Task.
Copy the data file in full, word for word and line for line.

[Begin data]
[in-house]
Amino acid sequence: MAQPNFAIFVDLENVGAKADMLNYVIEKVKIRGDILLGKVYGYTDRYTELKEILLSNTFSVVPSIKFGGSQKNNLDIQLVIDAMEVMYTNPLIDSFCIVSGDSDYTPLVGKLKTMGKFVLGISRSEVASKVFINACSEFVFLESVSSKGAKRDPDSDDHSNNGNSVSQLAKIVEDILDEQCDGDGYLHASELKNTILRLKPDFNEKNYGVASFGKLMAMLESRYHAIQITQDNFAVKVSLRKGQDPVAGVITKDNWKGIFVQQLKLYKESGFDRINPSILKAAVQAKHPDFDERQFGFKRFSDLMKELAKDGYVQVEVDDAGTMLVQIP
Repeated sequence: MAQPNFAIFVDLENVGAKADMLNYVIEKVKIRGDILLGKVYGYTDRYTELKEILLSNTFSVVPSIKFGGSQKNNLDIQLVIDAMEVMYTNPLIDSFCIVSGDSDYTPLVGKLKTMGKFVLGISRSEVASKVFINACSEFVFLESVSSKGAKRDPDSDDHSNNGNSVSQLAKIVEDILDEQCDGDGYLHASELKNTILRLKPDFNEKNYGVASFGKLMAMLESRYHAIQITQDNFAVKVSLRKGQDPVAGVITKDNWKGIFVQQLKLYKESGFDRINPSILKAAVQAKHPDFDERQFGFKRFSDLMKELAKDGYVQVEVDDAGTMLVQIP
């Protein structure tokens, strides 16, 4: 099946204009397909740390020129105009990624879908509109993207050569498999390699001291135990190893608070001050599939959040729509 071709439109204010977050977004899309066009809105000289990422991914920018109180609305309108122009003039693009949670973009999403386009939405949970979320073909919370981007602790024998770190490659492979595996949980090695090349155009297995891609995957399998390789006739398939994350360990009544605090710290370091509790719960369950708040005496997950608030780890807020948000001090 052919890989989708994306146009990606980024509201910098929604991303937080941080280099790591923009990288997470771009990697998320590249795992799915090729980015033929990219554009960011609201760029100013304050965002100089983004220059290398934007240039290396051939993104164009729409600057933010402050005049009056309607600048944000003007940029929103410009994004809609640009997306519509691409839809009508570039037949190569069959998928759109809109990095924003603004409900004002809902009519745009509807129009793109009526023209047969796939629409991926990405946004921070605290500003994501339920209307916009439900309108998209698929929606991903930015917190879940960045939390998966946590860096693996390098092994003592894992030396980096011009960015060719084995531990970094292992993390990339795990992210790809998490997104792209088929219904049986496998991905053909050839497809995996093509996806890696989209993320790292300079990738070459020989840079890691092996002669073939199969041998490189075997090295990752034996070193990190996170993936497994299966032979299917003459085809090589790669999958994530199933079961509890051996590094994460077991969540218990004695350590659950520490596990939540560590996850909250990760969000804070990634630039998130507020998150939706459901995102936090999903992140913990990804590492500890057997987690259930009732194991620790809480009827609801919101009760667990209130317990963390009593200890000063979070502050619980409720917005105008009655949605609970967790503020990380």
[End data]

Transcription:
[in-house]
Amino acid sequence: MAQPNFAIFVDLENVGAKADMLNYVIEKVKIRGDILLGKVYGYTDRYTELKEILLSNTFSVVPSIKFGGSQKNNLDIQLVIDAMEVMYTNPLIDSFCIVSGDSDYTPLVGKLKTMGKFVLGISRSEVASKVFINACSEFVFLESVSSKGAKRDPDSDDHSNNGNSVSQLAKIVEDILDEQCDGDGYLHASELKNTILRLKPDFNEKNYGVASFGKLMAMLESRYHAIQITQDNFAVKVSLRKGQDPVAGVITKDNWKGIFVQQLKLYKESGFDRINPSILKAAVQAKHPDFDERQFGFKRFSDLMKELAKDGYVQVEVDDAGTMLVQIP
Repeated sequence: MAQPNFAIFVDLENVGAKADMLNYVIEKVKIRGDILLGKVYGYTDRYTELKEILLSNTFSVVPSIKFGGSQKNNLDIQLVIDAMEVMYTNPLIDSFCIVSGDSDYTPLVGKLKTMGKFVLGISRSEVASKVFINACSEFVFLESVSSKGAKRDPDSDDHSNNGNSVSQLAKIVEDILDEQCDGDGYLHASELKNTILRLKPDFNEKNYGVASFGKLMAMLESRYHAIQITQDNFAVKVSLRKGQDPVAGVITKDNWKGIFVQQLKLYKESGFDRINPSILKAAVQAKHPDFDERQFGFKRFSDLMKELAKDGYVQVEVDDAGTMLVQIP
């Protein structure tokens, strides 16, 4: 099946204009397909740390020129105009990624879908509109993207050569498999390699001291135990190893608070001050599939959040729509 071709439109204010977050977004899309066009809105000289990422991914920018109180609305309108122009003039693009949670973009999403386009939405949970979320073909919370981007602790024998770190490659492979595996949980090695090349155009297995891609995957399998390789006739398939994350360990009544605090710290370091509790719960369950708040005496997950608030780890807020948000001090 052919890989989708994306146009990606980024509201910098929604991303937080941080280099790591923009990288997470771009990697998320590249795992799915090729980015033929990219554009960011609201760029100013304050965002100089983004220059290398934007240039290396051939993104164009729409600057933010402050005049009056309607600048944000003007940029929103410009994004809609640009997306519509691409839809009508570039037949190569069959998928759109809109990095924003603004409900004002809902009519745009509807129009793109009526023209047969796939629409991926990405946004921070605290500003994501339920209307916009439900309108998209698929929606991903930015917190879940960045939390998966946590860096693996390098092994003592894992030396980096011009960015060719084995531990970094292992993390990339795990992210790809998490997104792209088929219904049986496998991905053909050839497809995996093509996806890696989209993320790292300079990738070459020989840079890691092996002669073939199969041998490189075997090295990752034996070193990190996170993936497994299966032979299917003459085809090589790669999958994530199933079961509890051996590094994460077991969540218990004695350590659950520490596990939540560590996850909250990760969000804070990634630039998130507020998150939706459901995102936090999903992140913990990804590492500890057997987690259930009732194991620790809480009827609801919101009760667990209130317990963390009593200890000063979070502050619980409720917005105008009655949605609970967790503020990380």